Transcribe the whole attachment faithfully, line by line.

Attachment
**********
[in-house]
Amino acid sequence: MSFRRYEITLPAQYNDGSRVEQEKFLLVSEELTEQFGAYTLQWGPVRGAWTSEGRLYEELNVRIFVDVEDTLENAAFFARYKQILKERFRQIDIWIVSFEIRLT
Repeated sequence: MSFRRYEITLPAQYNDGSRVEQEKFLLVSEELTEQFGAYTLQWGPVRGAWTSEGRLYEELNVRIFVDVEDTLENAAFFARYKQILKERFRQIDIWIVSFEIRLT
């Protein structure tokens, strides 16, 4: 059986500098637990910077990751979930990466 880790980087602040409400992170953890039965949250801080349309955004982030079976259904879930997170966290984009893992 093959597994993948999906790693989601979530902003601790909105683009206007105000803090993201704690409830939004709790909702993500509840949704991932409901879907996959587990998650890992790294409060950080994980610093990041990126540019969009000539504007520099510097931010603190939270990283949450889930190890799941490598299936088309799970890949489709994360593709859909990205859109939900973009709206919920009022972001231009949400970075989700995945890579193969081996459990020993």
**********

[in-house]
Amino acid sequence: MSFRRYEITLPAQYNDGSRVEQEKFLLVSEELTEQFGAYTLQWGPVRGAWTSEGRLYEELNVRIFVDVEDTLENAAFFARYKQILKERFRQIDIWIVSFEIRLT
Repeated sequence: MSFRRYEITLPAQYNDGSRVEQEKFLLVSEELTEQFGAYTLQWGPVRGAWTSEGRLYEELNVRIFVDVEDTLENAAFFARYKQILKERFRQIDIWIVSFEIRLT
């Protein structure tokens, strides 16, 4: 059986500098637990910077990751979930990466 880790980087602040409400992170953890039965949250801080349309955004982030079976259904879930997170966290984009893992 093959597994993948999906790693989601979530902003601790909105683009206007105000803090993201704690409830939004709790909702993500509840949704991932409901879907996959587990998650890992790294409060950080994980610093990041990126540019969009000539504007520099510097931010603190939270990283949450889930190890799941490598299936088309799970890949489709994360593709859909990205859109939900973009709206919920009022972001231009949400970075989700995945890579193969081996459990020993």